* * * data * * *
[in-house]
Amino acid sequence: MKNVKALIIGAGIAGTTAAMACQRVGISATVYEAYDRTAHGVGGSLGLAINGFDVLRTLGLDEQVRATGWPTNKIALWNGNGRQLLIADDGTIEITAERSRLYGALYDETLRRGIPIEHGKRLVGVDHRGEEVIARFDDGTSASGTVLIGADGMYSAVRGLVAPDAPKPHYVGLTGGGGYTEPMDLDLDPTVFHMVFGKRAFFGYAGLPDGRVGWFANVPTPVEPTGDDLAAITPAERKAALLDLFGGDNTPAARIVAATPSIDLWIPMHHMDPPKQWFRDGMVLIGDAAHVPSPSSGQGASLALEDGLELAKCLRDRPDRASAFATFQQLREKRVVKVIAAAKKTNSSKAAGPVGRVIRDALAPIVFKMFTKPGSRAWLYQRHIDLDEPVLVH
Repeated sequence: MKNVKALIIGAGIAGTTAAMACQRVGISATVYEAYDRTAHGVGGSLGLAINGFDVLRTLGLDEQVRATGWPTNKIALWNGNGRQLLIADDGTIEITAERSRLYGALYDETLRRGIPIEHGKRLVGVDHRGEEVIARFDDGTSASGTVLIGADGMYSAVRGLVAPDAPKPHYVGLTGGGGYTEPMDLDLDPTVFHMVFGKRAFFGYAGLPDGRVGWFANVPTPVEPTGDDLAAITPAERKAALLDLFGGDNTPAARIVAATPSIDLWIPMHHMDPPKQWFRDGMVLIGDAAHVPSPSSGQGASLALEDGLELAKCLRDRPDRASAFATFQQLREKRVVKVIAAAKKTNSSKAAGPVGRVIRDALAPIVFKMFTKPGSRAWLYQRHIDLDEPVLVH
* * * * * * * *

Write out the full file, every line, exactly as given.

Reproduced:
[in-house]
Amino acid sequence: MKNVKALIIGAGIAGTTAAMACQRVGISATVYEAYDRTAHGVGGSLGLAINGFDVLRTLGLDEQVRATGWPTNKIALWNGNGRQLLIADDGTIEITAERSRLYGALYDETLRRGIPIEHGKRLVGVDHRGEEVIARFDDGTSASGTVLIGADGMYSAVRGLVAPDAPKPHYVGLTGGGGYTEPMDLDLDPTVFHMVFGKRAFFGYAGLPDGRVGWFANVPTPVEPTGDDLAAITPAERKAALLDLFGGDNTPAARIVAATPSIDLWIPMHHMDPPKQWFRDGMVLIGDAAHVPSPSSGQGASLALEDGLELAKCLRDRPDRASAFATFQQLREKRVVKVIAAAKKTNSSKAAGPVGRVIRDALAPIVFKMFTKPGSRAWLYQRHIDLDEPVLVH
Repeated sequence: MKNVKALIIGAGIAGTTAAMACQRVGISATVYEAYDRTAHGVGGSLGLAINGFDVLRTLGLDEQVRATGWPTNKIALWNGNGRQLLIADDGTIEITAERSRLYGALYDETLRRGIPIEHGKRLVGVDHRGEEVIARFDDGTSASGTVLIGADGMYSAVRGLVAPDAPKPHYVGLTGGGGYTEPMDLDLDPTVFHMVFGKRAFFGYAGLPDGRVGWFANVPTPVEPTGDDLAAITPAERKAALLDLFGGDNTPAARIVAATPSIDLWIPMHHMDPPKQWFRDGMVLIGDAAHVPSPSSGQGASLALEDGLELAKCLRDRPDRASAFATFQQLREKRVVKVIAAAKKTNSSKAAGPVGRVIRDALAPIVFKMFTKPGSRAWLYQRHIDLDEPVLVH